The brokerage has taken on a new CFO and widened its reach into Western Canada
An eventful 2023 to date for Pineapple Financial has continued to gather pace in recent weeks, with the company announcing its expansion into Western Canada and unveiling a new chief financial officer.
The brokerage revealed an alliance with Canada Lending House in British Columbia at the end of May, a partnership that will see it offer mortgage services in the West, just days before naming Sarfraz Habib to the CFO position.
Pineapple president and CEO Shubha Dasgupta (pictured top) told Canadian Mortgage Professional that the news reflected a strong first half of the year for the company, marking its growth amid a turbulent but resilient mortgage market.
“For us, the focus has always been on ensuring that we’re providing value to Canadian mortgage brokers, providing them systems tools and the support they require to succeed. We feel we’ve done a great job of that this year,” he said.
“Although we’ve seen some uncertainty in the markets, we’re very proud of where Pineapple has been in the face of that adversity.”
The appointment of Habib, a financial services veteran with more than 25 years of experience, will underpin the company’s expansion, Dasgupta added, “ensuring the sustainability of our financial model and that we have good governance going forward.”
Looking back – and ahead
While the midyear point provides a good opportunity to take stock and reflect on the progress made in 2023 to date, Dasgupta also noted plenty of “exciting things” coming down the pipeline at Pineapple, including new technology releases and the launch of a new business line.
“We’ll be expanding into a couple more business channels to be able to continue to complement the mortgage business and then support brokers and their clients [with] some really exciting expansion and growth,” he said.
“The team is very focused on continuing this expansion across Canada and making sure we can bring this value proposition to as many mortgage brokers as possible.”
While interest rates remain high – and have jumped further in light of the Bank of Canada’s latest increase – the Canadian real estate and mortgage markets have proven their robustness in recent months, with national sales prices ticking steadily upwards and activity heating up noticeably.
That’s a testament to the vital role real estate continues to play in the lives and long-term financial strategies of Canadians, according to Dasgupta.
“Over the last three months, we’ve definitely seen the resiliency of the Canadian real estate market as we’ve seen the upward trajectory in both sales activity and pricing, and I think that’s something that definitely speaks volumes to not only the [strength] of the market, but also the need for real estate, housing and what it means to Canadians,” he said.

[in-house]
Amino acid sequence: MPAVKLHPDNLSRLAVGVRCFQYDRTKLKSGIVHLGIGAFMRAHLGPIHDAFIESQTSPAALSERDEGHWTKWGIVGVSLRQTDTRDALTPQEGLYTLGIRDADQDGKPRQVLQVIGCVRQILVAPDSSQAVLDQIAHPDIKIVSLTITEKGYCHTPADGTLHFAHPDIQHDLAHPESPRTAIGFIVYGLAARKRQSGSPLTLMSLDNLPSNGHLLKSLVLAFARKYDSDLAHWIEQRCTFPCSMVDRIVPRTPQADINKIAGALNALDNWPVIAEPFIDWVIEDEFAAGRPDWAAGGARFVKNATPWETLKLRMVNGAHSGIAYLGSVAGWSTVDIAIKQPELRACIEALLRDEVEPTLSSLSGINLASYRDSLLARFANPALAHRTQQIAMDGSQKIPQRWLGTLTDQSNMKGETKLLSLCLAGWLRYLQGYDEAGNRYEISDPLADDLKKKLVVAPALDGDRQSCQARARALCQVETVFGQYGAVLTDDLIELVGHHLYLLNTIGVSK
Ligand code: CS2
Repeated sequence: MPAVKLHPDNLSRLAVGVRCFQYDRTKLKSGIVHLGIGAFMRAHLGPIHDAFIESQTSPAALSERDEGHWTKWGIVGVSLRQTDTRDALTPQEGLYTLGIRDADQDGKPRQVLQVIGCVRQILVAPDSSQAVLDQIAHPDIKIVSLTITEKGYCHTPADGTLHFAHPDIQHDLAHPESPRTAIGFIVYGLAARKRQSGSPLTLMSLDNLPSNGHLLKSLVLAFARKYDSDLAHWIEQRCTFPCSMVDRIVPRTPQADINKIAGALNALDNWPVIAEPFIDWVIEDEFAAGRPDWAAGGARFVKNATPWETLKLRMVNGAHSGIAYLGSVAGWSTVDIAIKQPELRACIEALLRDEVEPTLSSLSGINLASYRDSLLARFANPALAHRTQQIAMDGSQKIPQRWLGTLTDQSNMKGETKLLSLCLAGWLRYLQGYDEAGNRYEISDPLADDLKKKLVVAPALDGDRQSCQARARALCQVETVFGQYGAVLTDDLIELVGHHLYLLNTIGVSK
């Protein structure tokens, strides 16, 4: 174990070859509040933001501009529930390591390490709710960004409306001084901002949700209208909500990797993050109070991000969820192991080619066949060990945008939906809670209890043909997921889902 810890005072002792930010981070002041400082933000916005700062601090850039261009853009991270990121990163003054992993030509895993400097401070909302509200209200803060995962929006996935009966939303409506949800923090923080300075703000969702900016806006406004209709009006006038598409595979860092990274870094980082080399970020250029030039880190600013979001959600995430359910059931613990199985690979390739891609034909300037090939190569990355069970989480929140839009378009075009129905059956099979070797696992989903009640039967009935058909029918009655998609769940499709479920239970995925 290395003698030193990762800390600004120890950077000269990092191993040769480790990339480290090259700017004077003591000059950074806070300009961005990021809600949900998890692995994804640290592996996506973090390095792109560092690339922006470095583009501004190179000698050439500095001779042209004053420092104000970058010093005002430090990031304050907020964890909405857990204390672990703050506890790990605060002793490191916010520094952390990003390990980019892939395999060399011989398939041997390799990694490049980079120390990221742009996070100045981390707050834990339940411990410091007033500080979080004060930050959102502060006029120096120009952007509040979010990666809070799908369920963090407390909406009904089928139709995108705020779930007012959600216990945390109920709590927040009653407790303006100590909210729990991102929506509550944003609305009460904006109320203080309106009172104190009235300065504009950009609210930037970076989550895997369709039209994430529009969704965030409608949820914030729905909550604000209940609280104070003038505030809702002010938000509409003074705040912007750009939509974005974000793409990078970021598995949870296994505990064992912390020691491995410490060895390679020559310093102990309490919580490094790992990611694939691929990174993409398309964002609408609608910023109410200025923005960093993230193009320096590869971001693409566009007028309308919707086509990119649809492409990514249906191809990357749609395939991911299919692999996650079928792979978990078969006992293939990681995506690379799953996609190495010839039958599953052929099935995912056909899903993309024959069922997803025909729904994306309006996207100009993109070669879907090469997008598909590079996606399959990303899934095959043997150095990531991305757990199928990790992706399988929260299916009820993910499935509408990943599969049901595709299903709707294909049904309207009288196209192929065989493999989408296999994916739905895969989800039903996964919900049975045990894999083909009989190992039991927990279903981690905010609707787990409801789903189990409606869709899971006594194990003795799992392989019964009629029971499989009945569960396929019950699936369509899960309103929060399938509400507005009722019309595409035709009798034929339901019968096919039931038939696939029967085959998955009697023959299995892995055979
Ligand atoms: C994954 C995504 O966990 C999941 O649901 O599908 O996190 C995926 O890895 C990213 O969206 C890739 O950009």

What’s needed to tackle challenges in Canada’s housing market?
Plenty of challenges remain for prospective buyers and new entrants to Canada’s housing market – not least those high rates, but equally mounting affordability struggles and the chronic lack of inventory available.
Canada’s national housing agency has indicated it will almost certainly fail to hit its affordable housing targets across multiple major cities for 2030, while market participants including RE/MAX Canada have expressed alarm at continued supply shortages throughout the country.
The Bank of Canada’s decision to hike interest rates on Wednesday is one that could slow the recent resurgence of the national housing market, according to Benjamin Reitzes, Managing Director at BMO.https://t.co/k6YuOUuwyh#mortgagenews #ratehike #interestrates #housingmarket— Canadian Mortgage Professional Magazine (@CMPmagazine) June 9, 2023
Dasgupta said it was incumbent on authorities and government bodies to step up to the plate and support Canadians amidst those hurdles, particularly with demand for housing showing little sign of slowing down.
“As we continue to see growth in the population through immigration, as many more Canadians are coming of age, getting employment, even receiving support from friends and family to be able to enter housing, I feel it’s very important that our regulators and government take a close and deep look at different policies and various ways to ensure that they’re supporting Canadians in their housing endeavours,” he said.
“They need to be supported – fully understanding [the Bank of Canada’s] reasoning for raising interest rates. However, I do feel that [regulators and government] need to take a deep look into the market to understand how they can help support.”
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